Beep-beep, beep-beep, beep-beep.

Credit: Photo courtesy of Maggie Cincotta The author on Ka Rona, after the win.

My 7 a.m. alarm jolted me from sleep. Shaking with nerves and excitement, I sprang out of bed, grabbing my overnight bag. The five-hour drive from my home in Vista, California, to Las Vegas would give me time to think—which could be dangerous.

I was on my way to show in the youth limited class at the 2015 National Reined Cow Horse Association Stallion Stakes, and the unknown is what scared me most. It would be my first time competing in a cow horse event of this size with my Quarter Horse mare, Ka Rona, and my first time showing at Vegas’ fancy South Point venue.

I was only 15 at the time, too. My nerves jangled.

‘Good Luck, Have Fun’
Arriving at South Point—a giant hotel with indoor stalls and arenas—was surreal. My eyes popped as my barn-mates and I settled our horses in and unloaded the tack and feed.

The next day was an adventure. Ka Rona and I had never been in such a crowded warm-up arena. Every minute, it seemed, I was witnessing a near crash. Luckily, I had a good horse to take care of me.

After bathing Ka Rona and riding one last time that night, I went to bed, thanking the Lord for all my blessings and asking for the next day—show day—to be a good one.

The barns and arenas were quiet at four the next morning. Ka Rona worked beautifully. After that, the morning dragged and my nerves mounted. Finally, it was time to show. I gave my mom a hug and she went into the grandstands. My trainer, Brenda Brown, offered me her signature last words: “Good luck, have fun.” The person at the back gate gave me the nod to enter the pen.

“Up next is draw five, Maggie Cincotta on Ka Rona.”

We walked into the arena. My nerves vanished as I focused on the job at hand. Our reining pattern flowed. Then the cow was let into the arena for the boxing. It seemed I’d only begun when the buzzer sounded, ending my 50 seconds of containing the cow at one end.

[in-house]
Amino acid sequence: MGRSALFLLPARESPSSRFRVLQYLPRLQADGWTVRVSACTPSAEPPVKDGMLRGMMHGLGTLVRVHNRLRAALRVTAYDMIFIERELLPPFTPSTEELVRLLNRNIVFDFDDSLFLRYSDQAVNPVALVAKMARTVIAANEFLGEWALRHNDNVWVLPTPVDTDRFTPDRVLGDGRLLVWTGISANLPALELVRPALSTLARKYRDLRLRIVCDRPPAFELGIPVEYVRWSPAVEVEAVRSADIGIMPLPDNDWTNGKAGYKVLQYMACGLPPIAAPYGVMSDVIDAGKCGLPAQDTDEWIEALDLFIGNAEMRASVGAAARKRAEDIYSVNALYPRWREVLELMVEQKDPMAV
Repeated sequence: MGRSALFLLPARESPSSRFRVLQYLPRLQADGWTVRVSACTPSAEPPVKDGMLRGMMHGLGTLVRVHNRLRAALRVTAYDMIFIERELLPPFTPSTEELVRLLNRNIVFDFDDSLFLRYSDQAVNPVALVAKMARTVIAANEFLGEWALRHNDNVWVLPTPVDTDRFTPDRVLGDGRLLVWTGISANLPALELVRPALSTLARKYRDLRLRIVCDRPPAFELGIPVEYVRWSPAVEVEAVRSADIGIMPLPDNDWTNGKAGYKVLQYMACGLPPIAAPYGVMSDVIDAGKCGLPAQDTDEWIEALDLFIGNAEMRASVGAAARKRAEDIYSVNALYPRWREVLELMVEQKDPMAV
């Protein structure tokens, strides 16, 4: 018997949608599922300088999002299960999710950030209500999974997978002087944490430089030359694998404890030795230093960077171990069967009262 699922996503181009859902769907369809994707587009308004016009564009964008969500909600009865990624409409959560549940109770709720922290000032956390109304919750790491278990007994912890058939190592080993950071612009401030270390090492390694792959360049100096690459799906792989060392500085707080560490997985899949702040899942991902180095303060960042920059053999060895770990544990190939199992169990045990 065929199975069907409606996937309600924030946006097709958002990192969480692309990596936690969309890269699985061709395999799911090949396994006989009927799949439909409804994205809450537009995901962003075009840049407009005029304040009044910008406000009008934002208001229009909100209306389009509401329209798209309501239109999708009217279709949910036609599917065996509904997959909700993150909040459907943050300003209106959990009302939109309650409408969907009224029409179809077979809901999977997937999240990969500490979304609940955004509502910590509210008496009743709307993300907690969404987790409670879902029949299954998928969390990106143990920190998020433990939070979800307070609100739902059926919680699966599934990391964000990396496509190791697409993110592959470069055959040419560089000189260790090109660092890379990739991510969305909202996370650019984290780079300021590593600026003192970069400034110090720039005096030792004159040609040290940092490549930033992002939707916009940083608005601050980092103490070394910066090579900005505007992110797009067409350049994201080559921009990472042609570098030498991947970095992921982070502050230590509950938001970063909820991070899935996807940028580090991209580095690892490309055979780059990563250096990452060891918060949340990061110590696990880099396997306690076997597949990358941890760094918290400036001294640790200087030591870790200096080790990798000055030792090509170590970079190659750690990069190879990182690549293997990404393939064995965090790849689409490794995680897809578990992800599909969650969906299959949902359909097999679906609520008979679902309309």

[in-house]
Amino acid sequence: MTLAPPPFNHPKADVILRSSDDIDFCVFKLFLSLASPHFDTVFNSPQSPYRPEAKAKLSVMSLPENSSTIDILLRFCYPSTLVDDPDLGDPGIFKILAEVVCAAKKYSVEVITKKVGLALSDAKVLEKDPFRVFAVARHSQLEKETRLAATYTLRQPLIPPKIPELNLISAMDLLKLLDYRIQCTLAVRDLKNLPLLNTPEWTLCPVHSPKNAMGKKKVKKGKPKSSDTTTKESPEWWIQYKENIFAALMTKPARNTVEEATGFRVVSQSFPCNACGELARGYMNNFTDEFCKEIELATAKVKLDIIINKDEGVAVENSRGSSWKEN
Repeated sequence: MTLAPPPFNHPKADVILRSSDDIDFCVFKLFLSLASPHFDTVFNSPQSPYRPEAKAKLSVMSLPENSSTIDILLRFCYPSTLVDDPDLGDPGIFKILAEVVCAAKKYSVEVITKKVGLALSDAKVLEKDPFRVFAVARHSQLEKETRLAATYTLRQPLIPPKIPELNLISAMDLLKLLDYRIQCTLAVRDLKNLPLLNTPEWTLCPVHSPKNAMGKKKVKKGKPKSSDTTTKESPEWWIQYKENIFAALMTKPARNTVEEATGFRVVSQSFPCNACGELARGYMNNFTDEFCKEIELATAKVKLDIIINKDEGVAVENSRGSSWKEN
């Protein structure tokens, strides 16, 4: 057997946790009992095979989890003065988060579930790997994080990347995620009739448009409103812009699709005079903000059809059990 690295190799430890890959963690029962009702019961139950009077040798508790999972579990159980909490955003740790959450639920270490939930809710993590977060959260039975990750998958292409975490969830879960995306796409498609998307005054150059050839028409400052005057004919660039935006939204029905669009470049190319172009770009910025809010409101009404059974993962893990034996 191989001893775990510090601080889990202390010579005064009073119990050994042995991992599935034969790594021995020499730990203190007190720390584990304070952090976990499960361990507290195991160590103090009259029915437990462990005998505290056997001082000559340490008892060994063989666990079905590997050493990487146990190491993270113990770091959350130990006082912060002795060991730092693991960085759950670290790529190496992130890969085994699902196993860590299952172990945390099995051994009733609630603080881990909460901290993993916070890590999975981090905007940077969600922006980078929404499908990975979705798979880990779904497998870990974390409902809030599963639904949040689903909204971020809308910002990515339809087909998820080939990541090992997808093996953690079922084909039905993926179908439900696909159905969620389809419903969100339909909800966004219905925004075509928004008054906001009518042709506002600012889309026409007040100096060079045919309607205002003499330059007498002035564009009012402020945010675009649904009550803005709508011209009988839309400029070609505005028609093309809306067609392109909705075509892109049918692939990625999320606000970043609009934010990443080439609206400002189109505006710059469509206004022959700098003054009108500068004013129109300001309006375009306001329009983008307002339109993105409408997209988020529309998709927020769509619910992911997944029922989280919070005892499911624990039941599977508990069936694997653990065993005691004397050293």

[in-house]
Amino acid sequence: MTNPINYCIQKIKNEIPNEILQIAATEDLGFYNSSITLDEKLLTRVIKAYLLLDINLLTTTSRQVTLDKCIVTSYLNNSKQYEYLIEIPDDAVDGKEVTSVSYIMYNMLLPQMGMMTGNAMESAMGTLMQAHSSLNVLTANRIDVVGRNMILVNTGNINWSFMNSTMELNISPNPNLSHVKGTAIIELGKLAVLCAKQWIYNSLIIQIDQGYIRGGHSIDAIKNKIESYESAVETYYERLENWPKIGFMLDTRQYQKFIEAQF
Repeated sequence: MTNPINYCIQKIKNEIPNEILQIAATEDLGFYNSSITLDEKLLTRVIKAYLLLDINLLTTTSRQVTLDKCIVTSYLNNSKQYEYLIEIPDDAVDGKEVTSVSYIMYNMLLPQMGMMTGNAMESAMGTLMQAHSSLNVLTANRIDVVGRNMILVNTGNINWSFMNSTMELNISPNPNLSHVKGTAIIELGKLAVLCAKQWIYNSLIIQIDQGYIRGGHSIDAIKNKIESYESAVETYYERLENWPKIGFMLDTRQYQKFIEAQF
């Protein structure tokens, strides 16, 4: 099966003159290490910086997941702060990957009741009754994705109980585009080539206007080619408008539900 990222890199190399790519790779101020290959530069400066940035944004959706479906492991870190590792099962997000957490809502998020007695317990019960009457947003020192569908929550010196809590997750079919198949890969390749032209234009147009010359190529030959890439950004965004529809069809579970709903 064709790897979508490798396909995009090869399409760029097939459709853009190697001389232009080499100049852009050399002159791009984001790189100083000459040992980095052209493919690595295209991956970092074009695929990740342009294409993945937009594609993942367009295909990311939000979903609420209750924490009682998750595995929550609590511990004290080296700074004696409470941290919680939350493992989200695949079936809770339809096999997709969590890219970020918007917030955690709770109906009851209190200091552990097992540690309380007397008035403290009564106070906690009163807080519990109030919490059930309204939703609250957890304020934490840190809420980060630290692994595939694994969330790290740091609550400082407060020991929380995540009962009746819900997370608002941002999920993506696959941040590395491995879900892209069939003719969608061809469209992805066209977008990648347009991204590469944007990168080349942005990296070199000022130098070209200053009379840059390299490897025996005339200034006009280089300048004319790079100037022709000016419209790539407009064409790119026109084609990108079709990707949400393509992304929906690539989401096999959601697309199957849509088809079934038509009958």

I drew Ka Rona off the cow, not sure what to think. She’d given me everything, and I’d ridden my best. But what would the judges think?

‘Did I Win?’
I exited the arena, dismounted, and lowered Ka Rona’s bit for the steward to check. Then I continued on into the warm-up arena, where my mom was waiting. She hugged me and we stood chatting nervously until my trainer came up.

“That was your mare’s best performance ever,” she told me. Soon the announcer reported my score—an impressive 285!

In a daze of joy, I walked Ka Rona back to the barn. I wasn’t sure how I would place, but I didn’t even care. My pride in my horse and myself was enough for me.

Later, as I waited in the tunnel to the main arena for the results of the class, the nerves returned. And stress! The world slowed. I got dizzy and my vision blurred. I felt confused.

To calm myself, I sought out a friend and waited with him. I asked him his score; he said 283.5. He thought he would place second. “I marked a 285,” I told him. Did I win?, I wondered to myself. Then the announcer’s voice boomed through the tunnel.

“Winning the NRCHA Stallion Stakes youth limited bronze trophy….” The sound pounded my ear drums.

“And a gift certificate to Platinum Feed, and a check….” My hands felt numb and sweaty; I could hardly grip the reins.

“With a score of 285, the 2015 NRCHA Stallion Stakes youth limited champion is…Ka Rona and Maggie Cincotta.”

Shaking with adrenaline, I walked out of the tunnel and into the arena. It was an unreal, fabulous feeling…and one I know I’ll never, ever forget. n

Maggie Cincotta, 16, lives in Vista, California, and trains at Brenda Brown Performance Horses in Temecula. She competes in reining, reined cow horse, and Quarter Horse events, and hopes one day to ride at the collegiate level. An English honors student, Maggie says she loves the traveling aspect of showing “because it gives me time to write on the road.”

What did you think of this article?

Thank you for your feedback!

Subscribe To Our Newsletter

Horse&Rider provides all you need for today’s Western horse life. Learn from top professional trainers, clinicians, and horsekeeping experts.

Related Articles


Having an Attitude of Gratitude

Even the most mundane of chores becomes a cherished action, when you are suddenly unable to do the things you've always done.
Read Now

Horses We'd Like to Own: Reba

A piece of the American West, this gritty mare has proven her worth time and time again, and even stared death in the face.
Read Now

Ride Strong: Return to Exercise Slowly

If you’ve been turned out to pasture for a while, as the result of injury or just a busy life, return to exercise in a safe and steady way.
Read Now